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The Curry Kapitan served on a plate for our lunch. (8 July, 2017)
Today my wife makes Curry Kapitan. You can get a recipe for it from this book, Nonya Flavours, A complete guide to Penang Straits Chinese Cuisine, jointly published by The State Chinese (Penang) Association and Star Publications (M) Bhd, page 102. My wife's recipe below is the "agak-agak version" of the book's recipe. I say this because my wife has a tendency for not measuring anything. She simply picks whatever is available and toss them in with casual abandance.
Ingredients for my wife's Curry Kapitan
- 6 chicken thigh (about 1.5 kg)
- 1 tablespoon turmeric powder
- 2 teaspoons of salt
- enough oil for frying
For Sautéing with Spice Paste
- two big onions, sliced thinly
The Spice Paste
- 20 dried chillies, cut and soak in hot water until soft
- 9 fresh red chillies (if you want extra hot, add bird-eye chilli too)
- 6 cloves of garlic
- 30 medium-size shallots
- 3 cm fresh turmeric
- 3 cm ginger
- 3 cm galangal
- 6 stalks of lemongrass
- 10 candlenuts
- 3 cm x 3 cm x 1 cm of belacan
To be added when cooking
- RM3 (Aug 2017, Penang) worth of coconut milk
- 10 freshly plucked kaffir lime leaves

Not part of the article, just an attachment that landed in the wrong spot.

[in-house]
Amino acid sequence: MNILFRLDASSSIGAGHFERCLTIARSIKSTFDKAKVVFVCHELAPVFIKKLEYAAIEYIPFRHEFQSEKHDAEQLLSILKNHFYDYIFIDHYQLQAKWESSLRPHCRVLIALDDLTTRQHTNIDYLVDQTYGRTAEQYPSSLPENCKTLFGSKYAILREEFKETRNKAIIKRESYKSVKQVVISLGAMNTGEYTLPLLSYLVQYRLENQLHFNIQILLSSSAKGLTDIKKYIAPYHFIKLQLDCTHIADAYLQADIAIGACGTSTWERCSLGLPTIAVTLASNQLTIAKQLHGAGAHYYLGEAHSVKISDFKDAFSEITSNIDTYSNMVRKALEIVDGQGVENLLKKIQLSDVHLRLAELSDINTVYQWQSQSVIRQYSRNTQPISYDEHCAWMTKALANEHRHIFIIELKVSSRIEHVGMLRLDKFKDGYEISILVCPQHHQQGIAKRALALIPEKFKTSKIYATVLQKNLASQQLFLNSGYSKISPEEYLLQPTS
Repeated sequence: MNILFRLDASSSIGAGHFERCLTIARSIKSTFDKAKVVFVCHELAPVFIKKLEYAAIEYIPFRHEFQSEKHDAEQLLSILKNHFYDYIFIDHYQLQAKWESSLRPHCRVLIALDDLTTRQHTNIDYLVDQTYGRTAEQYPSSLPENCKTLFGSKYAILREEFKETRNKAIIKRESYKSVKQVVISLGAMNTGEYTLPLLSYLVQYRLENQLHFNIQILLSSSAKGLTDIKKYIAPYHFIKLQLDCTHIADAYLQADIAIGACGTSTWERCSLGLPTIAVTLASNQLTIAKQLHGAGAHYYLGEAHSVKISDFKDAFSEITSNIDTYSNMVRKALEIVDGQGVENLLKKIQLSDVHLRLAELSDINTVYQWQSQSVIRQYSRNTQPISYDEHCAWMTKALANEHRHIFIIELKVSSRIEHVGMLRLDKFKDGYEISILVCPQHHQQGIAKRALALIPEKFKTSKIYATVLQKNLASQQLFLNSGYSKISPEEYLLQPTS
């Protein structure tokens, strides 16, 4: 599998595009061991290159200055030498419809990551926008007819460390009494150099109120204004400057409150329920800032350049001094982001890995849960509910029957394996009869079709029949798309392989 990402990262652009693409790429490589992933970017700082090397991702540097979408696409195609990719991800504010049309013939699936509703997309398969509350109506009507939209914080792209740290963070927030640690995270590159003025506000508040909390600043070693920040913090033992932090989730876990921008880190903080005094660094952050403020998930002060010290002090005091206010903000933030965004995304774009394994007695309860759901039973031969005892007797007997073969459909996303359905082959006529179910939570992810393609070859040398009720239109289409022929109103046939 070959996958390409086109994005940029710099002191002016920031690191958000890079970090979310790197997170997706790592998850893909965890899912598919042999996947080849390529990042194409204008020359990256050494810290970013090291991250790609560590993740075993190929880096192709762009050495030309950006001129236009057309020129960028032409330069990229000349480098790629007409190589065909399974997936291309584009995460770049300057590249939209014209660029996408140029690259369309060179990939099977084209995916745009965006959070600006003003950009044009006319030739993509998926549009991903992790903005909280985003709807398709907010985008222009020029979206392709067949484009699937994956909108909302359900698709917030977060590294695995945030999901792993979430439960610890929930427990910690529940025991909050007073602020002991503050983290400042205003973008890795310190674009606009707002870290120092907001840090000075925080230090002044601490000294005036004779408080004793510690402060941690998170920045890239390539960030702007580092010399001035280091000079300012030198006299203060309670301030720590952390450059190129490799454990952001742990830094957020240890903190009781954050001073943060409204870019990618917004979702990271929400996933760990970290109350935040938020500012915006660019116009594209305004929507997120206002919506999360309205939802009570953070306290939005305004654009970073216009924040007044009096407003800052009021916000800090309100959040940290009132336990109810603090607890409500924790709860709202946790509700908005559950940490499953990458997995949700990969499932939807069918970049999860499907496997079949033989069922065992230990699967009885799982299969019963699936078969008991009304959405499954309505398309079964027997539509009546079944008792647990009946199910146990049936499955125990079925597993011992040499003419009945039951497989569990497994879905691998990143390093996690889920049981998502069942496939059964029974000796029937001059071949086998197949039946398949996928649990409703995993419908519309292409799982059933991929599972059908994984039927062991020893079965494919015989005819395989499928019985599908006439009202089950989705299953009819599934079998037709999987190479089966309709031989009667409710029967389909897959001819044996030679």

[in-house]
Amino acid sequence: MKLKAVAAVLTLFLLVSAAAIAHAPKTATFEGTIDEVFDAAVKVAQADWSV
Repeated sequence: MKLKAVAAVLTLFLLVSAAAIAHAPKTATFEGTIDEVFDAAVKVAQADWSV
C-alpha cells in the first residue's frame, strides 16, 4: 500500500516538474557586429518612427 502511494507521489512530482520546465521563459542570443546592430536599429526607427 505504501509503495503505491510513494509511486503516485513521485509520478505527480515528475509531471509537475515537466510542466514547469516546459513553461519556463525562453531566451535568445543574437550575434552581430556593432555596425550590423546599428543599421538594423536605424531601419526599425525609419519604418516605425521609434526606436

- 2 tablespoons of brown sugar
- salt and sugar to taste
- 3 tablespoons or more of lime juice
First of all, marinate your chicken thighs with the turmeric powder and salt for at least two hours. We worked on this as soon as we returned from the Jelutong Market this morning. After that, you deep fry the chicken in hot oil until it is brown. Then remove them from the wok and put aside.
Create the spice paste by grinding the shallots, garlic, ginger, galangal, turmeric, candlenuts, lemongrass, the soaked red chillies and belacan. (If you can, toast the belacan to bring out its aroma.)
Next, add cooking oil in the wok and sauté the onions and the spice paste until fragrant. Next, add in the chicken and cook over medium flame for about 5-7 minutes. Add the kaffir lime leaves as you stir the chilli paste, to release the aroma of the leaves. Then add the coconut milk and brown sugar, and continue to cook until the chilli paste releases its oil (that's called "pecah minyak").
I took a photograph of it in the work at this moment.
Finally, add lime juice, mix well, and it's ready to be served as our lunch today. My wife scooped up enough chicken for the two of us to have with bread, while the balance she puts into a black claypot.
My wife's Curry Kapitan while still in the wok (8 July, 2017)
The Curry Kapitan in a black claypot (8 July, 2017)
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